# Where is the origin pole in my CM buck SIMPLIS ac simulation?

I know that current mode buck regulators are generally stable as long as they're actually operating in current mode (i.e. the inductor ramp current is large enough to prevent slope compensation from dominating the switching behavior). The LTspice help file explains this in the section about using Middlebrook's method of injecting a test voltage source to find the loop gain:

This means that the loop is stable and it isn't possible to synthesize component values since the loop is stable for all component values. This argument is basically pointing out that as soon as it is possible to describe the SMPS in the frequency domain, there are no stability problems, i.e., that the frequency domain is not an effect way to analysis a SMPS.

But I wouldn't say it's completely ineffective—I'd like to know how much phase margin I have since the output capacitors in this design will be low-ESR, and what value, if any, I should use for the feedback divider bypass capacitor.

So, assuming that my buck converter is operating in current mode, I modeled it like this, with the control-to-output transconductance $$\G_{mod}\$$. From this I would expect to get this loop gain, neglecting the negligible load of the feedback divider:

$$G_{loop} = \frac{G_{err}R_{comp}\left(s+\frac{1}{R_{comp}C_{comp}}\right)G_{mod}\left(s+\frac{1}{R_{div1}C_{comp2}}\right)}{s C_{out}\left(s+\frac{1}{R_{load}C_{out}}\right)\left(s+\frac{1}{R_{div1}C_{comp2}}+\frac{1}{R_{div2}C_{comp2}}\right)}$$

And actually, it might be simplified even more because the MAX16956 (the internally-compensated regulator I'm designing around) specifies that the error signal is integrated, which might mean $$\R_{comp}=0\$$ so that the error amplifier is truly just an integrator.

So after working through this I went to the SIMPLIS schematic provided by Maxim Integrated, followed the instructions for ac analysis, and adjusted it for my requirements: I quickly became very confused by the results, which look like this: The document that comes with this SIMPLIS schematic when I downloaded it from Maxim shows a similar Bode plot. However, shouldn't there be 90° of phase shift and a -20 dB/decade slope from dc due to the pole at the origin?

I'm imagining how the circuit would behave if VAC1 were dc. The regulator would try to bring the feedback input back down its reference voltage by lowering $$\V_{OUT}\$$ to $$\V_{OUTnominal}-V_{AC1}\$$. This would bring the positive terminal of VAC1 down to $$\V_{OUTnominal}\$$. Using Middlebrook's method to find the loop gain, we would use the “ac” values of the two nodes:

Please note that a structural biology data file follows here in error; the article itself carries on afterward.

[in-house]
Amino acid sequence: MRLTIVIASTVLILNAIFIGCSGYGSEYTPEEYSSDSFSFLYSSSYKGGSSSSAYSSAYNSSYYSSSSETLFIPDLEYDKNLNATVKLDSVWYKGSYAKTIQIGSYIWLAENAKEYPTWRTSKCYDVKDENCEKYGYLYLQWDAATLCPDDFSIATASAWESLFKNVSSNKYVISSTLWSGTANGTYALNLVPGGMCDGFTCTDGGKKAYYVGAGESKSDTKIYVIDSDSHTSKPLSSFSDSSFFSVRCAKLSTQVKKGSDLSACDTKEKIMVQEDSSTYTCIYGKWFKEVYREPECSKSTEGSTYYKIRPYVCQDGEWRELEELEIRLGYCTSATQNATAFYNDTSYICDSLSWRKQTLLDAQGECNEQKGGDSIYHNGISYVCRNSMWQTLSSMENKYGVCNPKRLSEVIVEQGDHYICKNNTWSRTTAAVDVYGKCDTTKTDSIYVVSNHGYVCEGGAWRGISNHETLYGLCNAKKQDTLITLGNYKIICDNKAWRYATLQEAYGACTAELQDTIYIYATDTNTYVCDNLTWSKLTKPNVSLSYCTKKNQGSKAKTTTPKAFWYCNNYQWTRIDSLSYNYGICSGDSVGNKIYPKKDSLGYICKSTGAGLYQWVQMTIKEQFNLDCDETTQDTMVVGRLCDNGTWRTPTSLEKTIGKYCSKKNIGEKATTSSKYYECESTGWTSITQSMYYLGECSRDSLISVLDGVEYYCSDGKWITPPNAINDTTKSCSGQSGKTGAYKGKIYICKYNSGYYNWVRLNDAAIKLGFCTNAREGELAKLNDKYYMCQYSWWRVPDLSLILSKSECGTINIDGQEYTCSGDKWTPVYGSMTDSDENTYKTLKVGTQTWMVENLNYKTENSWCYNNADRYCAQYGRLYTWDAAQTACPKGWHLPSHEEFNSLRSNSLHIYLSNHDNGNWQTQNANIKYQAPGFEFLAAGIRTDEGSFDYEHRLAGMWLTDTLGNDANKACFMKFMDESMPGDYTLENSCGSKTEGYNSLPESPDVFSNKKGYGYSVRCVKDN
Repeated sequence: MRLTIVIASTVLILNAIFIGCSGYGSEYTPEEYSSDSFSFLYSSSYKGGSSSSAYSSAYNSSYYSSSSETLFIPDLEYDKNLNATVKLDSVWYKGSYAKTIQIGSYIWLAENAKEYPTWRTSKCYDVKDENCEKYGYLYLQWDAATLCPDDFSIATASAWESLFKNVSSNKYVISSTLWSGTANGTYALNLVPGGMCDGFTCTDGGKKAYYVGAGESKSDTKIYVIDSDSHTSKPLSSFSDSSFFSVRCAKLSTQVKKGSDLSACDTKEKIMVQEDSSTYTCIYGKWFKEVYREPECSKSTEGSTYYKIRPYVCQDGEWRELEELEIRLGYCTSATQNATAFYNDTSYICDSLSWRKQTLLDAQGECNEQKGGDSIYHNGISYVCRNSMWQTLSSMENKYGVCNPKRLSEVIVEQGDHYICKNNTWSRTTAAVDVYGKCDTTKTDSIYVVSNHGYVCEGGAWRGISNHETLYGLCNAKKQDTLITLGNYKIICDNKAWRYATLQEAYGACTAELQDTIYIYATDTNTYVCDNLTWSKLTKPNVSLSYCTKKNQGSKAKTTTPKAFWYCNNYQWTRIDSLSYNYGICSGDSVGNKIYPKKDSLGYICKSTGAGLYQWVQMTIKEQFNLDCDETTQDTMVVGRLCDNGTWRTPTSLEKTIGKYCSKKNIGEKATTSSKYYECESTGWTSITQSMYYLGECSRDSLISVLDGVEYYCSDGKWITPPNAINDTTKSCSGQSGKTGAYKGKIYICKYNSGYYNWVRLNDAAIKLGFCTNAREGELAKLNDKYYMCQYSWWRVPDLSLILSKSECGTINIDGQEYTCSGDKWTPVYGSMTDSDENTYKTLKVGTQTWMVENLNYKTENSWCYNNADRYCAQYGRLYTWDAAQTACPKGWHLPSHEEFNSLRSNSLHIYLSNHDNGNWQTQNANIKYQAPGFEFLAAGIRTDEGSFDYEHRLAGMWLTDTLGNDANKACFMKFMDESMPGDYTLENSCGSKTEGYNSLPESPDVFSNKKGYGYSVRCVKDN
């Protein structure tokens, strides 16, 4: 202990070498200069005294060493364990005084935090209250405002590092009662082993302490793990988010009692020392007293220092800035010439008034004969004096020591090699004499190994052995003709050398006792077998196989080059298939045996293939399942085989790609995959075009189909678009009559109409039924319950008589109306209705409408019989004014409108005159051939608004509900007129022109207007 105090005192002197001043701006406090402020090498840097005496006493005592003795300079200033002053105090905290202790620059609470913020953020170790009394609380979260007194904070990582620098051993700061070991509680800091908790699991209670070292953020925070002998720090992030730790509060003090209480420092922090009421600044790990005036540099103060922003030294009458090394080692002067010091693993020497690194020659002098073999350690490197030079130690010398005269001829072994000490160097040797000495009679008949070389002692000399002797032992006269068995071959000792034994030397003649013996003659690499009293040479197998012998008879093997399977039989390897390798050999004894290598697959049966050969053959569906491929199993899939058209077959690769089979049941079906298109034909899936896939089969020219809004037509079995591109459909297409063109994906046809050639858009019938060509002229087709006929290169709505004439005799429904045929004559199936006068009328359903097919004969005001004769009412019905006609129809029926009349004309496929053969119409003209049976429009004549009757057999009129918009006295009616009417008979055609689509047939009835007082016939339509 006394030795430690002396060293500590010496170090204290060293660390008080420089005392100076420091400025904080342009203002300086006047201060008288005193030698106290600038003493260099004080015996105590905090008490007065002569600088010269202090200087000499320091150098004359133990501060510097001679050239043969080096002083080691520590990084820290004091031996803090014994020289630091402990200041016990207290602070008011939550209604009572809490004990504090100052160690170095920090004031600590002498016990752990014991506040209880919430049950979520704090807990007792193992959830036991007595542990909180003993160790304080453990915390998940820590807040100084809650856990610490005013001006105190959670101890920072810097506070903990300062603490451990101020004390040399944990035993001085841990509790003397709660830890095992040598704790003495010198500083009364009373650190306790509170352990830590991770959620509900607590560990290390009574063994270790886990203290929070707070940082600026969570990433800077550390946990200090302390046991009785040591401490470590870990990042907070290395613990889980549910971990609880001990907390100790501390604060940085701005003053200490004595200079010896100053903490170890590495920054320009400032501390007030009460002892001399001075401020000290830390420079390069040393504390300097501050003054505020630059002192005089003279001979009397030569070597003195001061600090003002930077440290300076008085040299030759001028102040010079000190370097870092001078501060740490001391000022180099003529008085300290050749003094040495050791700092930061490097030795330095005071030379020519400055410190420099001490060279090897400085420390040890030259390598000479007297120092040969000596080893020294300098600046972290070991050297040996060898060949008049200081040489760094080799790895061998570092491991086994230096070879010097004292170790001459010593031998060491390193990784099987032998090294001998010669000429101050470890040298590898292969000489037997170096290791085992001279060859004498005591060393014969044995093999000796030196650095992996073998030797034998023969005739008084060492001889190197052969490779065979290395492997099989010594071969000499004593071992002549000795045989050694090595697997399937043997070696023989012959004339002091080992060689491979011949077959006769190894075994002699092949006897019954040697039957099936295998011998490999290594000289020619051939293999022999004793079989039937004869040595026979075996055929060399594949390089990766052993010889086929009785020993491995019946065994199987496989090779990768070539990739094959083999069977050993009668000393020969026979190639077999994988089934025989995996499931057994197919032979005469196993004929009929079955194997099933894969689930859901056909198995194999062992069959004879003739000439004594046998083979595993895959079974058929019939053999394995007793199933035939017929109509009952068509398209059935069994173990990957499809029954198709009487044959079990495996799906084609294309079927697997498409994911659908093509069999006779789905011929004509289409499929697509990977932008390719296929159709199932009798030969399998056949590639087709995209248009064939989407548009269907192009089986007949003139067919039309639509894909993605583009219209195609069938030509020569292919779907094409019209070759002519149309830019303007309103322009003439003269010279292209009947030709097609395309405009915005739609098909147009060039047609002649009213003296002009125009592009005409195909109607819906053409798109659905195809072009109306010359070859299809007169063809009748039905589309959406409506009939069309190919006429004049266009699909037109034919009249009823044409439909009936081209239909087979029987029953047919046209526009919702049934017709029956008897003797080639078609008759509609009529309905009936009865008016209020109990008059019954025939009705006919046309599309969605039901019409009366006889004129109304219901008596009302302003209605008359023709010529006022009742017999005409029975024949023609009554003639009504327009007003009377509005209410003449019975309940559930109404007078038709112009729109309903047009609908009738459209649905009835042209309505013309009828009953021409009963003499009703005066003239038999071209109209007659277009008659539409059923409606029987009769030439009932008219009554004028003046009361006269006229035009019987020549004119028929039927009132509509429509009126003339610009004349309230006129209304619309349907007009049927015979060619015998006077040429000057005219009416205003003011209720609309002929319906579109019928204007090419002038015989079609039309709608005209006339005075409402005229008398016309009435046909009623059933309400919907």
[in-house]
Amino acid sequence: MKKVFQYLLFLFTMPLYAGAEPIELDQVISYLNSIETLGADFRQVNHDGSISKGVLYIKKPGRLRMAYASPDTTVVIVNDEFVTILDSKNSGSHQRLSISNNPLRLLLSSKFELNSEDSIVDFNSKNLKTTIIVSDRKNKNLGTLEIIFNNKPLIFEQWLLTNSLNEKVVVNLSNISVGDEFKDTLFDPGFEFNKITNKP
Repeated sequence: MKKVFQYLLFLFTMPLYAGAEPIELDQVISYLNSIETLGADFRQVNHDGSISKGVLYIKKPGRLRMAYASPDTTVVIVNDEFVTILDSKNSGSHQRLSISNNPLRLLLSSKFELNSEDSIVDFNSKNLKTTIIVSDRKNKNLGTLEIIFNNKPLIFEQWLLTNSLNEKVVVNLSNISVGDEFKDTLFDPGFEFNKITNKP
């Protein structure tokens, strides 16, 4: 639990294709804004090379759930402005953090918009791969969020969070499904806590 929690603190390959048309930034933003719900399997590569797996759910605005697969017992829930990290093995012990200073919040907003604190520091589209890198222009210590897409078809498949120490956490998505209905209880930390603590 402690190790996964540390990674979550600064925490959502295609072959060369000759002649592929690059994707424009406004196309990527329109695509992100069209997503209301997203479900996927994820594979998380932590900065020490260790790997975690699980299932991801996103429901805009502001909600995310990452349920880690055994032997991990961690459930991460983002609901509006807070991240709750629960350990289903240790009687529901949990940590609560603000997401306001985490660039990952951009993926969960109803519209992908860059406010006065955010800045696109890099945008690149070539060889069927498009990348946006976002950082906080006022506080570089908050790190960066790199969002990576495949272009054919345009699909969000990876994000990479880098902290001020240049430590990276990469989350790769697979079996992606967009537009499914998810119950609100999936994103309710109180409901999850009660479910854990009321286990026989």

$$G_{loop} = \frac{V_{OUT}-V_{OUTnominal}}{V_{OUT}-V_{OUTnominal}+V_{AC1}} = \frac{V_{AC1}}{V_{AC1}-V_{AC1}} = \frac{V_{AC1}}{0} = \infty$$

Which is what we'd expect, since there's a pole at dc. I am new to SIMPLIS but I believe the ac response is generated from repeated transient simulations, similar to how it's done in LTspice. In the Bode plot I'm getting, I only see the pole due to the output capacitor and load resistor, and the pole from bypass capacitor C3. Perhaps I'm misunderstanding something, or the simulation is incorrect? Unfortunately the regulator model is encrypted so I can't see what's going on inside it.

EDIT: I'm expecting a Bode plot like the one in Figure 2-3 of TI application report SLVAE09B.

EDIT: Well, the variant of MAX16956 I wanted went out of stock in the meantime, and I switched to ST's A6985F, which is not internally compensated, so there is a lot more information available. In the datasheet, I saw this diagram of the transconductance error amplifier: There is a resistor in parallel with the current source, which means the pole is not located at the origin anymore. Might this explain it?

• Ask this question Christophe Basso. Nov 22, 2021 at 5:10
• That's exactly who I was hoping for some enlightenment from... Nov 23, 2021 at 16:13
• @user48147, I'm sorry, I just saw this topic today : { Did you find an answer to your questions? Sep 3, 2022 at 11:57
• @Verbal Kint no worries—thanks for responding! Did I find an answer? well, yes and no. I think my guess about the Norton resistance of the current source changing the location of the pole is probably accurate. But in the end I built the circuit with the A6985F and it worked so I guess the real answer is that I was way too worried about my switching regulators. As one of my professors told me, switching regulators (unlike most things) seem to work better in real life than in simulation. Sep 5, 2022 at 3:23
• @user48147, the OTA output resistance plays a role in the dc open-loop gain and the 0-dB origin pole. This point was explored in an article published in How2Power. You can also have a look at my 80+ free templates in which you'll find many examples with OTAs. Good luck with your designs! Sep 5, 2022 at 6:48